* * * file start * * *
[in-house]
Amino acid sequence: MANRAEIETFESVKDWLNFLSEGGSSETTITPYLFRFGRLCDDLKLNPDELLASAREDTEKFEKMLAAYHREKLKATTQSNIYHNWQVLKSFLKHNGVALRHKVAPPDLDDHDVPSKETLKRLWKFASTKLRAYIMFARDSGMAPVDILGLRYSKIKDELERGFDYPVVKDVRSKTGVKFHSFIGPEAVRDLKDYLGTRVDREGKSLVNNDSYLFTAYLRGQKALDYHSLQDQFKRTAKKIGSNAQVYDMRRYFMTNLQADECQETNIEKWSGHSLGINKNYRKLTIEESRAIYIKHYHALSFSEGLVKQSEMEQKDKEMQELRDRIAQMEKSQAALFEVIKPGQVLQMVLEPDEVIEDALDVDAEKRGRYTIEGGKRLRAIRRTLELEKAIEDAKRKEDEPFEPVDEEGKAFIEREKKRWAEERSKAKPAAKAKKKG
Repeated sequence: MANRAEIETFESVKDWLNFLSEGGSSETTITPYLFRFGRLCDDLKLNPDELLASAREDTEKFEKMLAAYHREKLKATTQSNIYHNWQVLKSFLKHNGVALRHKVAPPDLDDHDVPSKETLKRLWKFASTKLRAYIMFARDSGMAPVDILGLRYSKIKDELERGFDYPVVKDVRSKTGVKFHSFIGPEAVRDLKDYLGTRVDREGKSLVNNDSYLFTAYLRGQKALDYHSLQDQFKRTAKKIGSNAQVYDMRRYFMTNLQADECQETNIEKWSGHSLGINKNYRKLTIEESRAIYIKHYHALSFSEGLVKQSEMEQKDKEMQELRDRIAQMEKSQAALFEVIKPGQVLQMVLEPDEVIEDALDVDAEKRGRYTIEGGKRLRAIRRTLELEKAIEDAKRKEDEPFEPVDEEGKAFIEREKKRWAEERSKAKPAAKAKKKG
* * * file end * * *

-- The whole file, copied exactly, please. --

[in-house]
Amino acid sequence: MANRAEIETFESVKDWLNFLSEGGSSETTITPYLFRFGRLCDDLKLNPDELLASAREDTEKFEKMLAAYHREKLKATTQSNIYHNWQVLKSFLKHNGVALRHKVAPPDLDDHDVPSKETLKRLWKFASTKLRAYIMFARDSGMAPVDILGLRYSKIKDELERGFDYPVVKDVRSKTGVKFHSFIGPEAVRDLKDYLGTRVDREGKSLVNNDSYLFTAYLRGQKALDYHSLQDQFKRTAKKIGSNAQVYDMRRYFMTNLQADECQETNIEKWSGHSLGINKNYRKLTIEESRAIYIKHYHALSFSEGLVKQSEMEQKDKEMQELRDRIAQMEKSQAALFEVIKPGQVLQMVLEPDEVIEDALDVDAEKRGRYTIEGGKRLRAIRRTLELEKAIEDAKRKEDEPFEPVDEEGKAFIEREKKRWAEERSKAKPAAKAKKKG
Repeated sequence: MANRAEIETFESVKDWLNFLSEGGSSETTITPYLFRFGRLCDDLKLNPDELLASAREDTEKFEKMLAAYHREKLKATTQSNIYHNWQVLKSFLKHNGVALRHKVAPPDLDDHDVPSKETLKRLWKFASTKLRAYIMFARDSGMAPVDILGLRYSKIKDELERGFDYPVVKDVRSKTGVKFHSFIGPEAVRDLKDYLGTRVDREGKSLVNNDSYLFTAYLRGQKALDYHSLQDQFKRTAKKIGSNAQVYDMRRYFMTNLQADECQETNIEKWSGHSLGINKNYRKLTIEESRAIYIKHYHALSFSEGLVKQSEMEQKDKEMQELRDRIAQMEKSQAALFEVIKPGQVLQMVLEPDEVIEDALDVDAEKRGRYTIEGGKRLRAIRRTLELEKAIEDAKRKEDEPFEPVDEEGKAFIEREKKRWAEERSKAKPAAKAKKKG